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July 2007

MECHANIC'S LIENS: Questions & Answers

MECHANIC'S LIENS: Questions & Answers

Q: If a lien claimant provided work or materials to 2 or more adjoining lots, then can the lien claimant file a single mechanic's lien, or must separate mechanic's liens be filed against each lot ?

A: This question is answered, in part, by section 514.09 of Minnesota's mechanic's lien statutes. A lien holder may choose to assert a separate lien against each property, but need not do so under the statute. Separate filing fees and matters of efficiency may make it more practicable to file just a single lien. However, filing a single lien for improvements made to multiple lots is only permitted if the underlying contributions were made pursuant to "the purposes of one general contract with the owner." The issue of what constitutes "adjoining lots" is an issue that is often disputed. At the time the improvements giving rise to the lien were performed, the lots must have been contiguous. In some circumstances, liens may be limited to property that is no more than 40 acres, and in no event may a lien extend to more than 80 acres. These issues can be a trap for the unwary and it is recommended that lien claimants consult with a lawyer before filing a single lien on adjoining lots.[1]

Q: Can a mechanic's lien be filed against a leasehold interest?

A: Yes. In describing the "extent and amount" of the lien acquired, the pertinent statute clearly states that the "lien shall extend to all the interest and title of the owner in and to the premises improved . . ." This statutory right is also confirmed in case law. Accordingly, if retained by a tenant, a contractor or material supplier likely will possess lien rights against the leasehold interests of the tenant. Depending on the nature and scope of the work, as well as other factors, a lien may also exist against the rest of the property rights as well. [2]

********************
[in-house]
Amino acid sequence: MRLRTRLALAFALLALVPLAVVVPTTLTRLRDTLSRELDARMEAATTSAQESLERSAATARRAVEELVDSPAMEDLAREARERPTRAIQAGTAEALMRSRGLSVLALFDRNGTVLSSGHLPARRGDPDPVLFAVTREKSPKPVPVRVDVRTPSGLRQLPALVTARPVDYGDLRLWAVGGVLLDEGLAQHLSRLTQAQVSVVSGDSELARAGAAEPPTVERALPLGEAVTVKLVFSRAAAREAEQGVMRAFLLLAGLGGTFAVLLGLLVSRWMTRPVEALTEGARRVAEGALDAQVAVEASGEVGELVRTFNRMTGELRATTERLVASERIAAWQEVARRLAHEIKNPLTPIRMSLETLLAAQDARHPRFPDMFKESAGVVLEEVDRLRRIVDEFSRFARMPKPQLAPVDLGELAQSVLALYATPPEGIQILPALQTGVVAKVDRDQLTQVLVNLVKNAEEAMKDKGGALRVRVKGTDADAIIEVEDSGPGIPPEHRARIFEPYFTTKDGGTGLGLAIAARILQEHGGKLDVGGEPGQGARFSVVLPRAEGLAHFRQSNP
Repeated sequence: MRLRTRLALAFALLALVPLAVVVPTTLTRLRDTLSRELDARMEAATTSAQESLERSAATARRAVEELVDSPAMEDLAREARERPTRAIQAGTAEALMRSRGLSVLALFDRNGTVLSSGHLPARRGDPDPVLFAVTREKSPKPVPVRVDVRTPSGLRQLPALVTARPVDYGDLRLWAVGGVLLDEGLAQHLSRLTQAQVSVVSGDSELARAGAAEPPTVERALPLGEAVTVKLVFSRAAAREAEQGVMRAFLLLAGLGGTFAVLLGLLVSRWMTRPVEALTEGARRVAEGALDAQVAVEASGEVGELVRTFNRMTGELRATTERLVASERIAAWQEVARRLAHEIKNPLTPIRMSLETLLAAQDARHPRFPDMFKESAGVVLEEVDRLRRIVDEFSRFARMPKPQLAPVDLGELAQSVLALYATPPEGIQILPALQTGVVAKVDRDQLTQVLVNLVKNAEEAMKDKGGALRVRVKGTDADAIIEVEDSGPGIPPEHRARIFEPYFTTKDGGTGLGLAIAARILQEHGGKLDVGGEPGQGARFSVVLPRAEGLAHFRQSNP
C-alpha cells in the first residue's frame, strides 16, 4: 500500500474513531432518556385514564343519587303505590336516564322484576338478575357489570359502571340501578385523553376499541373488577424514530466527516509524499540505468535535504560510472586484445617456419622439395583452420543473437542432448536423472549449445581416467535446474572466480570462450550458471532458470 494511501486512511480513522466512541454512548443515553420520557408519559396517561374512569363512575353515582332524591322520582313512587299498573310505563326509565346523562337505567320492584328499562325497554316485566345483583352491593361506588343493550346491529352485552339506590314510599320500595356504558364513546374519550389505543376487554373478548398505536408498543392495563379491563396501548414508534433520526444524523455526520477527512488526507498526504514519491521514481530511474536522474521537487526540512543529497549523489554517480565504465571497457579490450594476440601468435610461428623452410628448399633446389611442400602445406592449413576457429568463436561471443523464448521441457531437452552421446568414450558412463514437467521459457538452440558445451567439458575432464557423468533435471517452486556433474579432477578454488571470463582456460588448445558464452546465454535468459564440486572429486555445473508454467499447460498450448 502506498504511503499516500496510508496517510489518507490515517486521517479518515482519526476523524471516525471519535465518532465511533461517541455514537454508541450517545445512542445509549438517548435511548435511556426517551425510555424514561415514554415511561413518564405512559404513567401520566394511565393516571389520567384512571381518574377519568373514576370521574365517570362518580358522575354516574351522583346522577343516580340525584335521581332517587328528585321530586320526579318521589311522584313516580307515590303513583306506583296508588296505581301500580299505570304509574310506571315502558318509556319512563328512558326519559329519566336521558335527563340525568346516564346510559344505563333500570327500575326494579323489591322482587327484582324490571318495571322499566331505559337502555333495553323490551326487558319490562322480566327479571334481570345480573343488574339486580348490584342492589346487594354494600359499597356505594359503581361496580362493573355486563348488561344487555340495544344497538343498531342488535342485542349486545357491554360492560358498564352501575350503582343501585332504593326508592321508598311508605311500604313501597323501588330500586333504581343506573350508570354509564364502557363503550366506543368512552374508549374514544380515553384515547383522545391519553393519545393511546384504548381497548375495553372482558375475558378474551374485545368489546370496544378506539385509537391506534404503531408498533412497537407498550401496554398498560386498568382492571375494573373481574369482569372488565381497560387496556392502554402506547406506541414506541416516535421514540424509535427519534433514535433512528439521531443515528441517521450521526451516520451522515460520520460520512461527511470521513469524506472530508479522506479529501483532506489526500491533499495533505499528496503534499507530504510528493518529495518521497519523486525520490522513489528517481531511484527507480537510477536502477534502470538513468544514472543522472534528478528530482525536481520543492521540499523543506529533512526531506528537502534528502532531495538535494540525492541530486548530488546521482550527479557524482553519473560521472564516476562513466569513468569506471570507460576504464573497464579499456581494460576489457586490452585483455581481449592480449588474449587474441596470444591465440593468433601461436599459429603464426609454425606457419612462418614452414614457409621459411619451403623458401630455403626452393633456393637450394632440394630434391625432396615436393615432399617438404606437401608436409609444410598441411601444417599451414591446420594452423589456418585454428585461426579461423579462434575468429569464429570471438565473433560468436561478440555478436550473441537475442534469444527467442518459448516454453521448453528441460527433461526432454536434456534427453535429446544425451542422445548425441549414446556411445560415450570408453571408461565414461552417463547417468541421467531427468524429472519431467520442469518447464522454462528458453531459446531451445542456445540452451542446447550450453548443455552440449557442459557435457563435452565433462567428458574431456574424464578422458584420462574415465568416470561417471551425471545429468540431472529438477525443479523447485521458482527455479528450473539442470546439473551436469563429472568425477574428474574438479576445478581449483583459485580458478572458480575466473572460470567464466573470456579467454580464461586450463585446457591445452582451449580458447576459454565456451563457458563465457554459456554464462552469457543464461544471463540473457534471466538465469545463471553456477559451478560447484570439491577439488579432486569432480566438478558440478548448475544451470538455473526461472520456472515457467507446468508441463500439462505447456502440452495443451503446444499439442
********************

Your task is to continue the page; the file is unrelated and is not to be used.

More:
Q: Can a lien claimant recover on a mechanic's lien if the lien claims too much money is owed?

A: This question is answered by the mechanic's lien statute. In pertinent part, the statute provides that a mechanics' lien may not be perfected "for a greater amount than the sum claimed in the lien statement, nor for any amount, if it be made to appear that the claimant has knowingly demanded in the statement more than is justly due." Minn. Stat. § 514.74 (2006). Contract price is rebuttably presumed to describe the reasonable value of the improvement. An "honest mistake" or "mere failure to prove some items in the lien statement" is not enough to violate the statute. In order to deprive the claimant of his right to a lien under this statute there must be a showing of fraud, bad faith, or an intentional demand for an amount in excess of that due.

Q: Are attorney's fees recoverable in a mechanic's lien action, and if so, then how much can the court award?

A: In a mechanic's lien foreclosure action, a prevailing lienholder is entitled to "costs and disbursements to be fixed by the court." Minn. Stat. § 514.14 (2006). As part of the lienholder's costs and disbursements, the court may award reasonable attorney fees. Although the award of attorney fees in a mechanic's lien foreclosure claim is discretionary, the district court should review: (1) the time and effort required, (2) the novelty or difficulty of the issues, (3) the skills and standing of the attorney, (4) the value of the interest involved, (5) the results secured at trial, (6) the loss of opportunity for other employment, (7) the taxed party's ability to pay, (8) the customary charges for similar services, and (9) the certainty of payment. Significantly, attorney fees awarded should be in proportion to the mechanic's lien judgment. However, attorney's fees awards greater than the amount of the mechanic's lien are occasionally awarded.

[1]See Minn. Stat. §§ 514.09 and 514.03; see also LaValle v. Bayless, 257 N.W.2d 283 (Minn. 1977).

[2]See Minn. Stat. § 514.03, subd. 3; see also Moorhead Lumber Co. v. Remington Packing Co., 206 N.W. 653 (Minn. 1925); Benjamin v. Wilson, 34 Minn. 517, 26 N.W. 725, 726 (Minn. 1886); Schleiff v. Bennitt, 175 F.2d 890 (8th Cir. 1949).


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